- Don't know if Reg Noble was an eligible player for this process, but he did play quite a bit of D in his career and I don't know if he was a D or a F for that particular season. A quick perusal of games played tells me he was a D. He was 33, on a bad team, and I guess he could have been a decent candidate for a Bottom-10 spot on the round 1 lists. If he was a F, he was no better than Mackey offensively. If he was a D, well, it's irrelevant, as speed requirements weren't quite the same.

- I don't know who is Herb Drury, but I don't think it'S relevant, and he did worse than Mackey. He was 34.

- Mickey Mackey -- fighting for some icetime on a team that might have been overly favoured by the changes, good defensively by all accounts, clearly on the downside of his career, that was decently long... as the current post shows. Age 35.

- Frank Nighbor, a Top-8 center of all-time according to this very project, toiling between average teams in a year that might have been too much for him, even though he probably had its uses. Age 37.

Frankly, how to expect a +- Top-175 player of all-time to excel in not favourable conditions, when the only guy who did excel was a Top-40 player (and two years younger...)?... I don't know, really.
Okay my putting MaCKay in 1930 on that list was a little lazy on my part, point taken but I could have added Weiland who greatly outscored Barry in the playoffs during their overlapping time as well.

The point of the matter is that we could stretch out the top 60 lists to top 200-300's and the amount of guys on that Bruins era 30-36 would be a lot higher than their playoff record would deserve on the face of it, yet for modern guys in a 30 team league, never mind post 06 salary cap and the point that Zetts only won 1 Sc has come up in this thread already which boggles my mind.

I think Barry was undervalued in the past ATD for some really good reasons actually.

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02-04-2014, 08:26 PM
  #61
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Originally Posted by TheDevilMadeMe View Post
Hockey-reference.com still doesn't include some things from 2013. Since only a few of us are doing any research for the project, there is a lot of pressure on us to spit out as much as possible, so errors will occur. Even errors that would be obvious to us in normal conversation ( like no duh St Louis has 2 Art Rosses, if we were actually focusing on him rather than Malkin, I would obviously remember that).

Sucks, but at this point, it is unavoidable
Sorry I just get really irritated by mistakes, especially ones that mess up something pretty recently

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02-04-2014, 08:40 PM
  #62
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Here are the VsX 7 year scores (1926-2013), this post, with the exception of using Hockey Outsider's calculation to update scores to include last year.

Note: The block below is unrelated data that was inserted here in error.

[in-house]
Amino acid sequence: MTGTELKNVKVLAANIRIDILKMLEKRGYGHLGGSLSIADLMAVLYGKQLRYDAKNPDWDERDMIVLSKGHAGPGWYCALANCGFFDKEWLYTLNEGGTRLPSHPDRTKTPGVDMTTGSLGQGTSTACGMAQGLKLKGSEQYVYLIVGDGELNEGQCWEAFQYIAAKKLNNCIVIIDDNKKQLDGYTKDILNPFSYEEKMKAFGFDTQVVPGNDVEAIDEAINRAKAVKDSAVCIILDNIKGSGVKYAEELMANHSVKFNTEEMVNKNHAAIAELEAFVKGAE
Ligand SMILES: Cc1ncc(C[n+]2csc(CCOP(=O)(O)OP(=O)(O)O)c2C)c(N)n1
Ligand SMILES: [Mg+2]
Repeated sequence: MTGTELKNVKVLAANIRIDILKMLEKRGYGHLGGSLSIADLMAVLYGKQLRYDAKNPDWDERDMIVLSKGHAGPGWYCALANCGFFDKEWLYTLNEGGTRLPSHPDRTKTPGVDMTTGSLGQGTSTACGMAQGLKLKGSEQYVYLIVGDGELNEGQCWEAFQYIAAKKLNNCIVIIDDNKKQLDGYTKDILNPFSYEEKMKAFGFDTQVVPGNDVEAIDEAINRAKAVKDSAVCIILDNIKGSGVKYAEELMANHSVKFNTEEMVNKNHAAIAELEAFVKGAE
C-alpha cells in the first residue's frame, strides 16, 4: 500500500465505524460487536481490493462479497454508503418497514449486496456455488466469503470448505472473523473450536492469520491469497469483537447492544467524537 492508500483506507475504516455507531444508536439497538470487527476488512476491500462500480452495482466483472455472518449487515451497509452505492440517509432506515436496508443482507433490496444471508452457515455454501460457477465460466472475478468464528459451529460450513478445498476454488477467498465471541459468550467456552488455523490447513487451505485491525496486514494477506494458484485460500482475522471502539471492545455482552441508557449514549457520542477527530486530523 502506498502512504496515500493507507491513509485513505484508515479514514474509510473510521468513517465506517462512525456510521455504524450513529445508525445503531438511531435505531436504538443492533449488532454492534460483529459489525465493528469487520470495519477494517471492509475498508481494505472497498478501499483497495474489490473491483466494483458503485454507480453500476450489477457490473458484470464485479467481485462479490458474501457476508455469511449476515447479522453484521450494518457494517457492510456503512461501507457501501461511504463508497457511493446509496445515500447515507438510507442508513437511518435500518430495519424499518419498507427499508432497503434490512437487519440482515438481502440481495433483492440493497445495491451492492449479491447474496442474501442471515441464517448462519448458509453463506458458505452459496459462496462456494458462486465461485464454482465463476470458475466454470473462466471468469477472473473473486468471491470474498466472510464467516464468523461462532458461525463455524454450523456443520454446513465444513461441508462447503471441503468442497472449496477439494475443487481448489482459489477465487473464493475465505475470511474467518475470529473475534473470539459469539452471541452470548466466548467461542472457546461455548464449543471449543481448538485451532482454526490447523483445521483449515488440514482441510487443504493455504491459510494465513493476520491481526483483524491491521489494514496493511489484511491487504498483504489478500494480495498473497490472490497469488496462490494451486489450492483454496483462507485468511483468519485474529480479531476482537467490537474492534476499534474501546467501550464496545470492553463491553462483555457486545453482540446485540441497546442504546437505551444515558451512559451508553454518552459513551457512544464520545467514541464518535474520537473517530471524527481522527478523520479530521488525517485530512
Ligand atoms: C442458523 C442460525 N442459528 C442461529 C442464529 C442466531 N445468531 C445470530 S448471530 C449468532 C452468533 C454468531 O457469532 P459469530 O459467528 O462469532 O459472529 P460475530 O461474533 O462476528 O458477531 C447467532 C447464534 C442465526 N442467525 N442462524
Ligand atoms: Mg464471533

Top-7 weighted VsX for Centers (1926-2013):

Rank Player Rank
1 Wayne Gretzky 155.1
2 Phil Esposito 123.4
3 Mario Lemieux 120.4
4 Jean Beliveau 108.9
5 Stan Mikita 108.1
6 Bill Cowley* 103.5
7 Marcel Dionne 103.2
8 Howie Morenz 102.8
9 Joe Sakic 97.9
10 Frank Boucher 95.4
11 Elmer Lach* 95.4
12 Max Bentley* 94.9
13 Steve Yzerman 93.5
14 Bryan Trottier 93.5
15 Joe Thornton 93.3
16 Syl Apps Sr 93
17 Peter Forsberg 90.9
18 Nels Stewart 90.5
19 Sidney Crosby 90.5
20 Adam Oates 90.2
21 Marty Barry 89.9
22 Mark Messier 89.5
23 Norm Ullman 88.7
24 Jean Ratelle 88.5
25 Peter Stastny 88.3
26 Sid Abel 87.8
27 Bobby Clarke 87.6
28 Ron Francis 87.6
29 Milt Schmidt 87.5
30 Henri Richard 86.2
31 Dale Hawerchuk 85.9
32 Denis Savard 85.4
33 Eric Lindros 85.4
34 Alex Delvecchio 84.9
35 Gilbert Perreault 84.6
36 Darryl Sittler 84.1
37 Henrik Sedin 82.8
38 Clint Smith* 82.6
39 Mats Sundin 82.3
40 Doug Gilmour 82.3
41 Pierre Turgeon 82.3
42 Pavel Datsyuk 82.0
43 Mike Modano 81.7
44 Jeremy Roenick 81.5
45 Ted Kennedy 81.5
46 Sergei Fedorov 81
47 Evgeni Malkin 80.7
48 Bernie Nicholls 80.3
49 Cooney Weiland 79.4
50 Pat LaFontaine 78.8
51 Hooley Smith 78.8
52 Doug Weight 78.6
53 Brad Richards 78.4
54 Eric Staal 78.4
55 Phil Watson 78.1
56 Alexei Yashin 77.6
57 Bernie Federko 77.3
58 Vincent Lecavalier 77.2
59 Henrik Zetterberg 76.7
60 Joe Primeau 76
61 Don McKenney 75.8
62 Jacques Lemaire 75.5
63 Jason Spezza 75.2
64 Phil Goyette 74.9
65 Vincent Damphousse 74.2
66 Bill Thoms 74.2
67 Marc Savard 73.9
68 Neil Colville 73.2
69 Dave Keon 73.2
70 Rod Brind'Amour 72.8
* wartime star

Comments:
  • Quote:
  • None of MacKay, Fredrickson, Keats, or Petrov played in the NHL during the specified time frame.

  • One could do a sorta VsX job on MacKay and Fredrickson in their time in the WHL (which should really benefit them one would think it being such a small league, if I have time I will go back to the link that has the PCHA scoring over time


    Quote:
  • Larionov and Nedomansky were not in their primes in the NHL, so I don't think posting their numbers would be useful.